A leader's job is to look into the future and see the organisation, not as it is, but as it should be.
If your actions inspire others to dream more, learn more, do more and become more, you are a leader.
A few years ago, I had the privilege of attending the Success Summit held at the Sandton Convention Centre and listening to some of the world’s wealthiest men share their tips on success. By the way, I don’t just mean people who had monetary wealth, I am talking about having true riches in all areas of life plus millions of dollars in the bank (yip, most had multi-millions of dollars not Rands in the bank J). Richard Branson was the last person to take the stage, in the form of an interview and you could’ve heard a pin drop (the audience comprised of 4,000 people so that’s saying something) when he was asked…
What advice would you give the leaders of today?
These are Richard Branson’s words of wisdom:
1. If you still have offices in 50 years’ time, you are a dinosaur. He urged leaders to encourage people to work from home and to be flexible in their working hours. He acknowledged that certain jobs require people to be in the office (or lab, for example) or they might need to meet regularly but emphasised that many positions could be operated remotely and allow people to spend more time with their families. This should be encouraged.
2. Treat people like people. Find out what excites them; know their names, how old their children are, what makes them tick… i.e. show a real interest in your team. If they need unpaid leave, (within reason) give it to them. If their kid has a soccer game, let them work the time in later and go make the game. Empathy (this doesn’t equate to being a walk over) and true care go a long way to getting the best out of people.
3. Let them do things their way. Don’t micromanage! Unless it is going to cost the company thousands of rands, let people do things their way, don’t insist they do it your way. And if you need to correct your team, do it privately – NEVER discuss an employee’s performance in front of their peers… I repeat… NEVER!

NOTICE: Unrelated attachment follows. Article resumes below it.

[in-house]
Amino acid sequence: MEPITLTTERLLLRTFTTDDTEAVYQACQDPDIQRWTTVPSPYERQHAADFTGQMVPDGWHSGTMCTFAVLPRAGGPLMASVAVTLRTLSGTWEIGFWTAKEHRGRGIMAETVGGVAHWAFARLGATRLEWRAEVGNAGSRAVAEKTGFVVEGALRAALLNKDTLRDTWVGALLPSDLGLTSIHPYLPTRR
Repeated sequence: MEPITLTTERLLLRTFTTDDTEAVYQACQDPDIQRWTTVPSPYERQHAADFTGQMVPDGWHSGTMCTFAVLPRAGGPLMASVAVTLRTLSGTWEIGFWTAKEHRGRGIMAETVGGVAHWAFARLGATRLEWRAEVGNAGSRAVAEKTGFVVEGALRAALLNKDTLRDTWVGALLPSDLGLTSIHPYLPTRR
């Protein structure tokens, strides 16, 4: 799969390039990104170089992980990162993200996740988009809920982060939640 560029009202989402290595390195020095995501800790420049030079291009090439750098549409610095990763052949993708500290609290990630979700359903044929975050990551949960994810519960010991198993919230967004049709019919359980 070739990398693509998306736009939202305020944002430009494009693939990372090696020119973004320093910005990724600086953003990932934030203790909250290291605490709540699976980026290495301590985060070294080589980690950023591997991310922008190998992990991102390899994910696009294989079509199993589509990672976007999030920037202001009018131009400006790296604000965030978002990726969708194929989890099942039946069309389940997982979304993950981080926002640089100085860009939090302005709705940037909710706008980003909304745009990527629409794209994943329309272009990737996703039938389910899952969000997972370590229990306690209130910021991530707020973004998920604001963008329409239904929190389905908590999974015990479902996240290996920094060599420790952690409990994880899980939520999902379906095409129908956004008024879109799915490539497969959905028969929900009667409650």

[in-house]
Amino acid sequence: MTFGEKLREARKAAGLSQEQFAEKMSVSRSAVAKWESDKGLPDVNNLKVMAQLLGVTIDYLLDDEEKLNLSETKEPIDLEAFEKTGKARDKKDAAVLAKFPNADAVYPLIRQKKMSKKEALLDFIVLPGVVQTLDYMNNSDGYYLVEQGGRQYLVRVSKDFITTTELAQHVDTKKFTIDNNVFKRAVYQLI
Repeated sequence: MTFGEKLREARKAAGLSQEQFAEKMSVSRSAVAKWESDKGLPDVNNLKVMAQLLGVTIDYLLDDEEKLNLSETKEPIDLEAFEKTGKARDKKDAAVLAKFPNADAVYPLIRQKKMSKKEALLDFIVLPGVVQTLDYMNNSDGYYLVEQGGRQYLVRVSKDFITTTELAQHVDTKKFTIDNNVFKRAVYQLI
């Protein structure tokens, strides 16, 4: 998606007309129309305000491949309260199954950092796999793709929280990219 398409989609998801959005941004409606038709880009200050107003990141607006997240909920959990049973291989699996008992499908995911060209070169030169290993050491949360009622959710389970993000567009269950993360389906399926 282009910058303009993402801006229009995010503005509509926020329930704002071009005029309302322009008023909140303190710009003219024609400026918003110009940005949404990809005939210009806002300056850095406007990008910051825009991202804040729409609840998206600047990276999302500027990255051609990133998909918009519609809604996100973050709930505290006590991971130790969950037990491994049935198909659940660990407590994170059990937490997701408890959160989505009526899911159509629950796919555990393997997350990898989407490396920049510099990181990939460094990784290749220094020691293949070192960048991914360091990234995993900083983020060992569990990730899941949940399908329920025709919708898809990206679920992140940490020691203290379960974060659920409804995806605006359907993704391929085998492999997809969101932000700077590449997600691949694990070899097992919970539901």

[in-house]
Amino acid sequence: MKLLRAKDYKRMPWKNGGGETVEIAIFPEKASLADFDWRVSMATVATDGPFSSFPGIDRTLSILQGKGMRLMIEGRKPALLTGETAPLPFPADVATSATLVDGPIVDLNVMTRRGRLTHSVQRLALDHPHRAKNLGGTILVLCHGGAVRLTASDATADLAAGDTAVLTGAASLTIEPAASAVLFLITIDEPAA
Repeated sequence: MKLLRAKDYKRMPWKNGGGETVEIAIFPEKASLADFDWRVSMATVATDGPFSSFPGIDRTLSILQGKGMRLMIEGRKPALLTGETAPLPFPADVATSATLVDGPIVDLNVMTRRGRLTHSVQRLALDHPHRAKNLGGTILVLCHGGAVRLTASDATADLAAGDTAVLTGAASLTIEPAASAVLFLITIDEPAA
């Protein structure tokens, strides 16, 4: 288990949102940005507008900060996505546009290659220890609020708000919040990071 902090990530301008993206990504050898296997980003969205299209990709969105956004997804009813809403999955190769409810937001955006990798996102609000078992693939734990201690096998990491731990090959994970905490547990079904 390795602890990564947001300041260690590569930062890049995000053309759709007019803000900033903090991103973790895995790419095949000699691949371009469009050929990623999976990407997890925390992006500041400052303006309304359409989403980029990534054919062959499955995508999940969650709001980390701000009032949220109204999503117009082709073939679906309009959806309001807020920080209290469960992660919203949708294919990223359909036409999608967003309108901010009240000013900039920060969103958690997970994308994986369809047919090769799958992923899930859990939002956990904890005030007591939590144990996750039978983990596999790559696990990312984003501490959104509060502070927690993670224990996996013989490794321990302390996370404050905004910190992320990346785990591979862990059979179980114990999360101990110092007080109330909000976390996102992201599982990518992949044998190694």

4. Allow people to make mistakes. Don’t micromanage! Unless it is going to cost the company thousands of rands, let people do things their way, don’t insist they do it your way. And if you need to correct your team, do it privately – NEVER discuss an employee’s performance in front of their peers… I repeat… NEVER!
5. Let them do things their way. People are human. They will mess-up. Allow it. Richard shared how an employee who stole from him became his best manager at Virgin Records. Richard refused to fire him despite his HR team’s advice. Instead, he called him in and said, “you’ve screwed-up, I’m disappointed as I saw such potential in you. What are you going to do about it?” The guy returned the stock, apologised and went on to become his best staff member and win awards that year. All because he was given a second chance and Richard was able to genuinely forgive and let it go. Stealing might be a bit of an extreme example and disciplinary action or dismissal might be required in certain cases. But how often do you ‘punish’ people or make them scared of making mistakes? Stop it! You must address repetitive mistakes, if they occur, but do allow mistakes.